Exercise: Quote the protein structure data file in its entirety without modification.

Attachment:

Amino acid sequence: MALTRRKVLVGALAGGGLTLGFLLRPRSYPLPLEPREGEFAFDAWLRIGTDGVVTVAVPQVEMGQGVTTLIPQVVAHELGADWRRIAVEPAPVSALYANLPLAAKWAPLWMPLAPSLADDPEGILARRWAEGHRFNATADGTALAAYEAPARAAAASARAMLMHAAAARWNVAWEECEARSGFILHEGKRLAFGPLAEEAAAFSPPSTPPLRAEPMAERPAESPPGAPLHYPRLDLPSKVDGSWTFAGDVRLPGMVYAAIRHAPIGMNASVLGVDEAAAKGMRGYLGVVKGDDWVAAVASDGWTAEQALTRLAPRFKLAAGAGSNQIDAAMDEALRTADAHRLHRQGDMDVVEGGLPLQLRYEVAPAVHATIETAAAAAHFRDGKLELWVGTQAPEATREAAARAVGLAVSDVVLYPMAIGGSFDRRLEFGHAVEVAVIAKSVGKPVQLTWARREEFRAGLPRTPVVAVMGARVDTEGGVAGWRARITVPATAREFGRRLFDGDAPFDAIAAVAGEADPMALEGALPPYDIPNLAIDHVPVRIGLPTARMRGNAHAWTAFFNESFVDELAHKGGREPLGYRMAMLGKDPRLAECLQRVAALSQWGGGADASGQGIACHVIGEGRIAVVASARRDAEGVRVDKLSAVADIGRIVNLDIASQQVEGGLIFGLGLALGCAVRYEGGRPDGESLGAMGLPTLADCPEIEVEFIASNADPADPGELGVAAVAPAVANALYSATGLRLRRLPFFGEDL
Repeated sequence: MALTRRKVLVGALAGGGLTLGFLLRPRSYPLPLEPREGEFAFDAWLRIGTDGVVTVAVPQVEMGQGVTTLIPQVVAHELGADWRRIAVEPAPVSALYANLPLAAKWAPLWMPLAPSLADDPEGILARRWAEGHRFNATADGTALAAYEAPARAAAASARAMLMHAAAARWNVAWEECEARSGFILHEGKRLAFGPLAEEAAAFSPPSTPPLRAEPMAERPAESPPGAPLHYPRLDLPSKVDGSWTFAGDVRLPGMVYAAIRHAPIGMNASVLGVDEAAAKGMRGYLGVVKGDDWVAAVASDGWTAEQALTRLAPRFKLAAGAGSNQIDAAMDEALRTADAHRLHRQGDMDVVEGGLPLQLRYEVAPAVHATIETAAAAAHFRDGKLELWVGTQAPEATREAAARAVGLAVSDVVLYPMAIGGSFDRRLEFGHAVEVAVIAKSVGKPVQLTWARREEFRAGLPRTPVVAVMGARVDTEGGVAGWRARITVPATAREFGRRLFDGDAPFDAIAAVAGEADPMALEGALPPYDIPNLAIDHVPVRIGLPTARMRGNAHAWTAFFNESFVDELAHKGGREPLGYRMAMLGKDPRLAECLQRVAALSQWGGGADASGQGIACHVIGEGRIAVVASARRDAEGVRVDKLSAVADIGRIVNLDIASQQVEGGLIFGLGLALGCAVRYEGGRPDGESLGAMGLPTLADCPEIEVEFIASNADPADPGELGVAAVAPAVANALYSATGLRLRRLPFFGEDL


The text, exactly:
Amino acid sequence: MALTRRKVLVGALAGGGLTLGFLLRPRSYPLPLEPREGEFAFDAWLRIGTDGVVTVAVPQVEMGQGVTTLIPQVVAHELGADWRRIAVEPAPVSALYANLPLAAKWAPLWMPLAPSLADDPEGILARRWAEGHRFNATADGTALAAYEAPARAAAASARAMLMHAAAARWNVAWEECEARSGFILHEGKRLAFGPLAEEAAAFSPPSTPPLRAEPMAERPAESPPGAPLHYPRLDLPSKVDGSWTFAGDVRLPGMVYAAIRHAPIGMNASVLGVDEAAAKGMRGYLGVVKGDDWVAAVASDGWTAEQALTRLAPRFKLAAGAGSNQIDAAMDEALRTADAHRLHRQGDMDVVEGGLPLQLRYEVAPAVHATIETAAAAAHFRDGKLELWVGTQAPEATREAAARAVGLAVSDVVLYPMAIGGSFDRRLEFGHAVEVAVIAKSVGKPVQLTWARREEFRAGLPRTPVVAVMGARVDTEGGVAGWRARITVPATAREFGRRLFDGDAPFDAIAAVAGEADPMALEGALPPYDIPNLAIDHVPVRIGLPTARMRGNAHAWTAFFNESFVDELAHKGGREPLGYRMAMLGKDPRLAECLQRVAALSQWGGGADASGQGIACHVIGEGRIAVVASARRDAEGVRVDKLSAVADIGRIVNLDIASQQVEGGLIFGLGLALGCAVRYEGGRPDGESLGAMGLPTLADCPEIEVEFIASNADPADPGELGVAAVAPAVANALYSATGLRLRRLPFFGEDL
Repeated sequence: MALTRRKVLVGALAGGGLTLGFLLRPRSYPLPLEPREGEFAFDAWLRIGTDGVVTVAVPQVEMGQGVTTLIPQVVAHELGADWRRIAVEPAPVSALYANLPLAAKWAPLWMPLAPSLADDPEGILARRWAEGHRFNATADGTALAAYEAPARAAAASARAMLMHAAAARWNVAWEECEARSGFILHEGKRLAFGPLAEEAAAFSPPSTPPLRAEPMAERPAESPPGAPLHYPRLDLPSKVDGSWTFAGDVRLPGMVYAAIRHAPIGMNASVLGVDEAAAKGMRGYLGVVKGDDWVAAVASDGWTAEQALTRLAPRFKLAAGAGSNQIDAAMDEALRTADAHRLHRQGDMDVVEGGLPLQLRYEVAPAVHATIETAAAAAHFRDGKLELWVGTQAPEATREAAARAVGLAVSDVVLYPMAIGGSFDRRLEFGHAVEVAVIAKSVGKPVQLTWARREEFRAGLPRTPVVAVMGARVDTEGGVAGWRARITVPATAREFGRRLFDGDAPFDAIAAVAGEADPMALEGALPPYDIPNLAIDHVPVRIGLPTARMRGNAHAWTAFFNESFVDELAHKGGREPLGYRMAMLGKDPRLAECLQRVAALSQWGGGADASGQGIACHVIGEGRIAVVASARRDAEGVRVDKLSAVADIGRIVNLDIASQQVEGGLIFGLGLALGCAVRYEGGRPDGESLGAMGLPTLADCPEIEVEFIASNADPADPGELGVAAVAPAVANALYSATGLRLRRLPFFGEDL